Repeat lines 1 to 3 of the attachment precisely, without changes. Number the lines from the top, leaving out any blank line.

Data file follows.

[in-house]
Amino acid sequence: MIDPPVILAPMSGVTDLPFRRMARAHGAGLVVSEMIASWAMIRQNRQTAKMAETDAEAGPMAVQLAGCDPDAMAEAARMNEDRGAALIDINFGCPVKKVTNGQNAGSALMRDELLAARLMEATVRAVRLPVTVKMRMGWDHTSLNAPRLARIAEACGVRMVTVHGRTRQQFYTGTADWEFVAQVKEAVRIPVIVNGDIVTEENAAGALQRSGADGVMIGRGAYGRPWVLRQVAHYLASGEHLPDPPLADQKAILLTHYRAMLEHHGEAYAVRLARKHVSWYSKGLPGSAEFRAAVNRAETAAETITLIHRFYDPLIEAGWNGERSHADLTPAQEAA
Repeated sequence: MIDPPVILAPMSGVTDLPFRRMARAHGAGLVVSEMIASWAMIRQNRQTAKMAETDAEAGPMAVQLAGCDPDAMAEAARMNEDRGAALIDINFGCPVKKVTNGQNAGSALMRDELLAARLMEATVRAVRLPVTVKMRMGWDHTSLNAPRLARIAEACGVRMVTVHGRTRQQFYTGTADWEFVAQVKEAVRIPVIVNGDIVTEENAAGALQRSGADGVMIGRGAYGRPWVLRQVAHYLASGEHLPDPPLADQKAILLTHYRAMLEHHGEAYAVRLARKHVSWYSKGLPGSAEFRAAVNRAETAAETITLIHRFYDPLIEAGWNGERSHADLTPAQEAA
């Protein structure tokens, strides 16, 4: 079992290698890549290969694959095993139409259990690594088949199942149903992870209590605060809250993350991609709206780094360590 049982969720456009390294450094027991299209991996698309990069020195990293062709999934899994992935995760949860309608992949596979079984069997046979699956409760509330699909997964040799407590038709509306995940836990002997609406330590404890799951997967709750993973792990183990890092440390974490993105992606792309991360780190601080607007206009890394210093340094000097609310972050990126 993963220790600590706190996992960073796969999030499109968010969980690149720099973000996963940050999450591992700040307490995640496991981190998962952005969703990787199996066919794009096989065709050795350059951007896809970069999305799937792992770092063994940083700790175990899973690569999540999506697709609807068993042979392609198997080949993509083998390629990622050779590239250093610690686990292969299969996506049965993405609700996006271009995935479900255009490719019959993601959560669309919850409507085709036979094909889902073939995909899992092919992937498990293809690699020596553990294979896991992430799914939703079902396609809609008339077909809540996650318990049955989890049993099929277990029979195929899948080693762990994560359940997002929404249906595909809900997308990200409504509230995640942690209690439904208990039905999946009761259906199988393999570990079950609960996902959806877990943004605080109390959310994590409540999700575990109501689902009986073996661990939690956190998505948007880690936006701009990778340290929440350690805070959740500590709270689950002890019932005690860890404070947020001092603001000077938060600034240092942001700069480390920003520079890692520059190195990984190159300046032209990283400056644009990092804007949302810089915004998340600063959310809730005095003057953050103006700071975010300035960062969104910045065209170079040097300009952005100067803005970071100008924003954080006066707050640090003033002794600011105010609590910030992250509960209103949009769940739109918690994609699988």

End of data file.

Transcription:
[in-house]
Amino acid sequence: MIDPPVILAPMSGVTDLPFRRMARAHGAGLVVSEMIASWAMIRQNRQTAKMAETDAEAGPMAVQLAGCDPDAMAEAARMNEDRGAALIDINFGCPVKKVTNGQNAGSALMRDELLAARLMEATVRAVRLPVTVKMRMGWDHTSLNAPRLARIAEACGVRMVTVHGRTRQQFYTGTADWEFVAQVKEAVRIPVIVNGDIVTEENAAGALQRSGADGVMIGRGAYGRPWVLRQVAHYLASGEHLPDPPLADQKAILLTHYRAMLEHHGEAYAVRLARKHVSWYSKGLPGSAEFRAAVNRAETAAETITLIHRFYDPLIEAGWNGERSHADLTPAQEAA
Repeated sequence: MIDPPVILAPMSGVTDLPFRRMARAHGAGLVVSEMIASWAMIRQNRQTAKMAETDAEAGPMAVQLAGCDPDAMAEAARMNEDRGAALIDINFGCPVKKVTNGQNAGSALMRDELLAARLMEATVRAVRLPVTVKMRMGWDHTSLNAPRLARIAEACGVRMVTVHGRTRQQFYTGTADWEFVAQVKEAVRIPVIVNGDIVTEENAAGALQRSGADGVMIGRGAYGRPWVLRQVAHYLASGEHLPDPPLADQKAILLTHYRAMLEHHGEAYAVRLARKHVSWYSKGLPGSAEFRAAVNRAETAAETITLIHRFYDPLIEAGWNGERSHADLTPAQEAA